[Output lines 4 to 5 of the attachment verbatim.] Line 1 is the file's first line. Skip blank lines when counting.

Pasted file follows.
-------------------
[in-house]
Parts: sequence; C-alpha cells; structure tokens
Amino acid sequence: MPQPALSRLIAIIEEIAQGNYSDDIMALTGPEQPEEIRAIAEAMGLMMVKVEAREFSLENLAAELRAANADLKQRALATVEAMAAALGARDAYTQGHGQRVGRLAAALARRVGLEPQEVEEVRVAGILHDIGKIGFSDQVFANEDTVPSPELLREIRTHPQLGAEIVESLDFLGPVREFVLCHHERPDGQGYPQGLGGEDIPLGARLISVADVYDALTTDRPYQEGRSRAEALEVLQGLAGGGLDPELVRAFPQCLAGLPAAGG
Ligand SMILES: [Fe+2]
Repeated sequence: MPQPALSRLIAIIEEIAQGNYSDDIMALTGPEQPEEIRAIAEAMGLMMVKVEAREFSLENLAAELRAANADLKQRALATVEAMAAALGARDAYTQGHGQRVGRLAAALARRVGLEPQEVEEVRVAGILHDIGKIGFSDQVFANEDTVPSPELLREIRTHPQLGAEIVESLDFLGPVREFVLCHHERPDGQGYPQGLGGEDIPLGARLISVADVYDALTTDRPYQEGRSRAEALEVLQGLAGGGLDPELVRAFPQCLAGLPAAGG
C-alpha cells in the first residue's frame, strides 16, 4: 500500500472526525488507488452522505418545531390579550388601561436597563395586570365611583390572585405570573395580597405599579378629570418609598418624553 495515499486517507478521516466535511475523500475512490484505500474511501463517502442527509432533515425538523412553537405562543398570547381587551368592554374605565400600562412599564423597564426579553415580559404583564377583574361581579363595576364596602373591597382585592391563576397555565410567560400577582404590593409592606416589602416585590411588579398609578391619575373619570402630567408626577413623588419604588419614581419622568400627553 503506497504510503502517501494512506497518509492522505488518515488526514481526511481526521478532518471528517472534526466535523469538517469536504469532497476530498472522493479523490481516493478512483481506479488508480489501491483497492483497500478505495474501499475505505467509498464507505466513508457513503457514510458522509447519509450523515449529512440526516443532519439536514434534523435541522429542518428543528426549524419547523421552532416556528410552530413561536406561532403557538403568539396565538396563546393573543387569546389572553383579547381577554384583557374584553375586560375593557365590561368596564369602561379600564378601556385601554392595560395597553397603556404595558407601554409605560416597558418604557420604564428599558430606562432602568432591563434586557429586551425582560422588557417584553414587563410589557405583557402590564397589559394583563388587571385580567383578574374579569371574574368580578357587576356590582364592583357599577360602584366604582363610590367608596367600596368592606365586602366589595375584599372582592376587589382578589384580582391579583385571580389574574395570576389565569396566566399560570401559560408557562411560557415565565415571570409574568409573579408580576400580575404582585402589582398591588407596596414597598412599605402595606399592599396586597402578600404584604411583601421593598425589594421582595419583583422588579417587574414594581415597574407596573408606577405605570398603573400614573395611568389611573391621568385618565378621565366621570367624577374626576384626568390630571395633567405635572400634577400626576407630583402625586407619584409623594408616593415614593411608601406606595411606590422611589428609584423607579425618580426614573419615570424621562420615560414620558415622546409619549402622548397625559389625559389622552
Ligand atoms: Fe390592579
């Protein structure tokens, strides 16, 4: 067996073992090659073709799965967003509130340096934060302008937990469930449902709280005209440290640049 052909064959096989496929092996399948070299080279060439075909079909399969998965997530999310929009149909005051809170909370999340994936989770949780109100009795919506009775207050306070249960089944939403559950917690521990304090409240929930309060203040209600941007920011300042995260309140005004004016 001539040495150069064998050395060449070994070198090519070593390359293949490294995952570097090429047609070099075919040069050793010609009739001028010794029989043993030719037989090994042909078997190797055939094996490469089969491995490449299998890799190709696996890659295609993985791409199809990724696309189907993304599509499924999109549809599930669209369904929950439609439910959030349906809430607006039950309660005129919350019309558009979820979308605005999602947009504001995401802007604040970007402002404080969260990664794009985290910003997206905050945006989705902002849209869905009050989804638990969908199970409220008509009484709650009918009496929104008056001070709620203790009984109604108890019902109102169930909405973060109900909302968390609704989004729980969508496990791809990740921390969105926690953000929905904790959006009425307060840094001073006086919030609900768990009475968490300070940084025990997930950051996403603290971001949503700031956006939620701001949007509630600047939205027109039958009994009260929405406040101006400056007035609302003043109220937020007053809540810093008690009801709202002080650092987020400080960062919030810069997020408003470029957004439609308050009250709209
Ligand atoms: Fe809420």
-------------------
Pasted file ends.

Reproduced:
Ligand SMILES: [Fe+2]
Repeated sequence: MPQPALSRLIAIIEEIAQGNYSDDIMALTGPEQPEEIRAIAEAMGLMMVKVEAREFSLENLAAELRAANADLKQRALATVEAMAAALGARDAYTQGHGQRVGRLAAALARRVGLEPQEVEEVRVAGILHDIGKIGFSDQVFANEDTVPSPELLREIRTHPQLGAEIVESLDFLGPVREFVLCHHERPDGQGYPQGLGGEDIPLGARLISVADVYDALTTDRPYQEGRSRAEALEVLQGLAGGGLDPELVRAFPQCLAGLPAAGG